Baylor University is facing a new lawsuit from a former Title IX investigator who claims administrators did not allow her to properly perform her job.

Former Baylor University Title IX investigator Gabrielle Lyons is continuing her legal battle against the school, claiming once again that her superiors “viewed Title IX compliance as adverse to the university’s core values and missions.”

A complaint filed last week alleges university leadership constructed administrative barriers to protect football players Lyons tried to interview about Title IX cases and retaliated against staffers who investigated allegations of sexual violence.

Though U.S. District Judge Robert Pitman dismissed her 2017 Title IX lawsuit against the school in January, he gave her an opportunity to submit a new complaint containing more specific allegations supporting her claims. Lyons, who worked at Baylor for about seven months in 2015, took that opportunity.

“We have amended the complaint pursuant to the court’s order,” Lyons’ attorney, Rogge Dunn, said in an email. “We are confident that the pleadings are sufficient to support Ms. Lyons’ claims and ultimately a jury verdict in her favor.”

Lyons publicly accused Baylor of violating Title IX in January 2017 in an interview with ESPN. In the wake of the controversial resignation of Title IX Coordinator Patty Crawford, Lyons echoed her former boss’s claims that top administrators, including former Senior Vice President and Chief Operating Officer Reagan Ramsower, discouraged them from doing their jobs.

Baylor strongly disputed those claims, citing a growing Title IX office budget, salary increases and work space expansion.

Julie Springer, Baylor’s outside counsel, said the school also denies Lyons’ latest allegations, most of which have been previously raised in some form.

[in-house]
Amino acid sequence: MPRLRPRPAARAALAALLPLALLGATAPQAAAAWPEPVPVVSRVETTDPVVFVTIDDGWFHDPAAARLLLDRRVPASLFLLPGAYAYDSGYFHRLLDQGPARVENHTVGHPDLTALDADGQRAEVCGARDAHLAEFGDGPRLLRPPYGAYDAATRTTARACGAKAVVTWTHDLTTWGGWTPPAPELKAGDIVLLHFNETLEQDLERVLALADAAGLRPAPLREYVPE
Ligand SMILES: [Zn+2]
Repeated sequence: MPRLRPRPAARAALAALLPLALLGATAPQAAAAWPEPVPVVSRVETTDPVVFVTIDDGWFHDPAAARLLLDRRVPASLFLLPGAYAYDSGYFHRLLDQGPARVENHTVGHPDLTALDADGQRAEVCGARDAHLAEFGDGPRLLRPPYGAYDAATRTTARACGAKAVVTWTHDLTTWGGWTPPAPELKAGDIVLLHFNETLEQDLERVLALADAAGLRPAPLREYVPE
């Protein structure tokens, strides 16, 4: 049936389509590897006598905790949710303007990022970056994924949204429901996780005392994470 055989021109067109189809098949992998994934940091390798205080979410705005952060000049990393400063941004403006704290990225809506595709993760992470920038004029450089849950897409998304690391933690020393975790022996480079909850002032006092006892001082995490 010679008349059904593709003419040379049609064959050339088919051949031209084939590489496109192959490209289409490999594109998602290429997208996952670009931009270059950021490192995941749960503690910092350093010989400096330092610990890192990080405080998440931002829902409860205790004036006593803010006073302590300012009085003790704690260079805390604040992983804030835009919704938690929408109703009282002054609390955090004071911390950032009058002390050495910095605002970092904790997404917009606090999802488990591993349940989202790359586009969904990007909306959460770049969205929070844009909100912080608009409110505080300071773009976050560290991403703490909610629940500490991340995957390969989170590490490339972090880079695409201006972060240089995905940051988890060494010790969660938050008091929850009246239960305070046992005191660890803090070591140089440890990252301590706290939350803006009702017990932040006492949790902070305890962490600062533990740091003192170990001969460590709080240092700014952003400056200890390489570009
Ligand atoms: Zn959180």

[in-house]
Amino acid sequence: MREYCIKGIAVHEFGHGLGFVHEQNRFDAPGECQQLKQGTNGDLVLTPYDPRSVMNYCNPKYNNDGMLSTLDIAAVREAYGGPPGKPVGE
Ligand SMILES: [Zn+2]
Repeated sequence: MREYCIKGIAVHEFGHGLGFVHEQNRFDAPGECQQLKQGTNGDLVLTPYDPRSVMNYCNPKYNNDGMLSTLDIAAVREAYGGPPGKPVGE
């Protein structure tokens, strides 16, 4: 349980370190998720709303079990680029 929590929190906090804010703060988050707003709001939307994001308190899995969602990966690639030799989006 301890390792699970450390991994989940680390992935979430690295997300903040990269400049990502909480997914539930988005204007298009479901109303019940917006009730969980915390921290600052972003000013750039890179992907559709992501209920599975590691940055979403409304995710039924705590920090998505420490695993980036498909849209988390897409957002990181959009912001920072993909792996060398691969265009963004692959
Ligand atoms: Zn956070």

“During Ms. Lyons’ brief employment with the university, Baylor was actively working to establish a greater and more robust Title IX presence, regardless of whether accused students were football players, and any allegation to the contrary is false,” Springer said in a statement. “The Court rightly dismissed the claims in Ms. Lyons’ original complaint, and Baylor will be asking for dismissal of the claims in her amended complaint as well.”

Lyons alleges Baylor would designate a “gatekeeper” from the athletics department or the board of regents to impede the Title IX office’s ability to interview football players. The most blatant instance of this came when Colin Shillinglaw, a former top lieutenant of former head football coach Art Briles, gave Lyons a wrong cellphone number for a star football player who was a potential witness to an assault allegedly committed by another football player, according to the lawsuit.

Shillinglaw then refused to schedule meetings with Lyons and the witness, according to the lawsuit. Shillinglaw was fired in the summer of 2016 after regents released a 13-page summary of the Pepper Hamilton LLP investigation that rocked the university. He then, unsuccessfully, pursued legal action against Baylor and other administrators, regents and lawyers.

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